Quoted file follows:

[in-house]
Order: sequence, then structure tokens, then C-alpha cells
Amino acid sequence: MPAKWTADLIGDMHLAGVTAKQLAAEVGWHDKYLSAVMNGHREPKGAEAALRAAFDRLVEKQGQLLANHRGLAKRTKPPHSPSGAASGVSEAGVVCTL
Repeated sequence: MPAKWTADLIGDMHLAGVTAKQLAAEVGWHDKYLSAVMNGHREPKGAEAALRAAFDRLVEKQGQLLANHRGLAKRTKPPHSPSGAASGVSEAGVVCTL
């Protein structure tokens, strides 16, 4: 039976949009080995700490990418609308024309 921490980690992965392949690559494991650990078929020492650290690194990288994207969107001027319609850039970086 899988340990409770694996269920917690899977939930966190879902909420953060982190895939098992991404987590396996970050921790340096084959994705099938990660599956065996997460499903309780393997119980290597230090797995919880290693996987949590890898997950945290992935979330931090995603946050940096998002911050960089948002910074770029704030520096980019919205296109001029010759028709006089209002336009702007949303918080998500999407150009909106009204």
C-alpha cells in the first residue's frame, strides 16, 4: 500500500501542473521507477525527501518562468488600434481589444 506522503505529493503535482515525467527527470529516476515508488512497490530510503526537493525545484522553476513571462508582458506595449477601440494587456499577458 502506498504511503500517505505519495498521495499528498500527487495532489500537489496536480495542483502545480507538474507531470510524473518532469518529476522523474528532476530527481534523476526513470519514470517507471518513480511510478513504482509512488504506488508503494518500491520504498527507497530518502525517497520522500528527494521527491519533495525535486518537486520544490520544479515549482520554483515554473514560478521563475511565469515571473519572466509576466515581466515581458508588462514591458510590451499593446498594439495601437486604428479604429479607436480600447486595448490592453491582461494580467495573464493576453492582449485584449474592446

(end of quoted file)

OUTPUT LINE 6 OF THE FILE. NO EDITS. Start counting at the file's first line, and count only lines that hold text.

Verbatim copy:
C-alpha cells in the first residue's frame, strides 16, 4: 500500500501542473521507477525527501518562468488600434481589444 506522503505529493503535482515525467527527470529516476515508488512497490530510503526537493525545484522553476513571462508582458506595449477601440494587456499577458 502506498504511503500517505505519495498521495499528498500527487495532489500537489496536480495542483502545480507538474507531470510524473518532469518529476522523474528532476530527481534523476526513470519514470517507471518513480511510478513504482509512488504506488508503494518500491520504498527507497530518502525517497520522500528527494521527491519533495525535486518537486520544490520544479515549482520554483515554473514560478521563475511565469515571473519572466509576466515581466515581458508588462514591458510590451499593446498594439495601437486604428479604429479607436480600447486595448490592453491582461494580467495573464493576453492582449485584449474592446